Are you dealing with health issues or are you a caregiver for someone? Adjust your schedule accordingly. Don’t assume that you will be able to handle everything you’ve always done.
Okay, once the essentials are in, decide how much mental, emotional, and physical room is left for additional commitments.
Control your schedule. Don’t let it control you.
Once the schedule and calendar are under control, you have to evaluate your daily and weekly routines.
3. Establish Routine & Workflow
Routine doesn’t equal rigid schedules with school bells on the hour! Routines are great for all schooling types, including unschooling.
Another way to say it is, what do you want the normal flow of your day to look like? If you can figure out what kind of flow will work well in your family, then communicate it to the kids and it will take the overwhelm out of your day.
There are multiple ways to create a flow that allows you to communicate expectations to your kids while at the same time taking the pressure off of mom to manage all the people in the house.
Here are a dozen ideas for using a routine to stave off that feeling of overwhelm:
- Visual lists :: the littlest ones will benefit from a routine with pictures
- workboxes :: an organization system using ordered bins that include the school work for the children to progress through on a daily basis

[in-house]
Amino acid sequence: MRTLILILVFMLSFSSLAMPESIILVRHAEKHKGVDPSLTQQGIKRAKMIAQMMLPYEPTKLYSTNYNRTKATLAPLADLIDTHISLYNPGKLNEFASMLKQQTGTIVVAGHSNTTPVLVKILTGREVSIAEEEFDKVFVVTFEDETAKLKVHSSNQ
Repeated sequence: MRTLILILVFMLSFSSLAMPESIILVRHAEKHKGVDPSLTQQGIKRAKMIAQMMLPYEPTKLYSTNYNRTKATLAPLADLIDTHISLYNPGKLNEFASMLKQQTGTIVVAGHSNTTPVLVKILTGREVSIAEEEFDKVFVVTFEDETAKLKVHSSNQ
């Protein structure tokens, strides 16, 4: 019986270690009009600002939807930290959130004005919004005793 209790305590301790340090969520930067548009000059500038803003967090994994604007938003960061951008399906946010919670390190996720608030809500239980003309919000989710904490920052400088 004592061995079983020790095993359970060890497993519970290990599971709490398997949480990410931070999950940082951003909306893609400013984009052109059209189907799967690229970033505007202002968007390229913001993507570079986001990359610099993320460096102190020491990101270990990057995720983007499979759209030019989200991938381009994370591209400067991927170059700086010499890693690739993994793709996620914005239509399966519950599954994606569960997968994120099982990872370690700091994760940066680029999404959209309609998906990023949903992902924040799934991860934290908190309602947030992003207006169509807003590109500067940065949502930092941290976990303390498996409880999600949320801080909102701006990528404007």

- charts :: good old-fashioned lists
- loop schedules :: first A, then B, then C, then back to A… (afternoon time today is history, but tomorrow will be science, then art, then back to history)
- morning basket :: morning routine to unify your whole family for the day; can include read-alouds, memory work, art, Bible time
- timers :: kids use simple timers to know when to move on to the next responsibility (30 minutes of reading, 15 minutes of handwriting)
- time block schedules :: block off certain hours of the day to make sure you cover everything on your daily list
- checklists :: kids love to check things off as much as adults do! Use a simple spiral notebook to make a daily list each day, or laminate your child’s list and have them check off with a dry-erase marker
- trello :: the high-tech workflow checklist app that my teens love!
- assignment notebook :: some kids need the accountability of a paper assignment book. Check your dollar store for options that are easy on the budget.
- flow chart :: instead of assigning times to each subject (math at 10, science at 11), write a flow for your day (morning time, math, reading, lunch, finish independent work, play)
- dry erase board :: your kids will have a hard time ignoring a great checklist, loop schedule, or flow chart written on a dry erase board!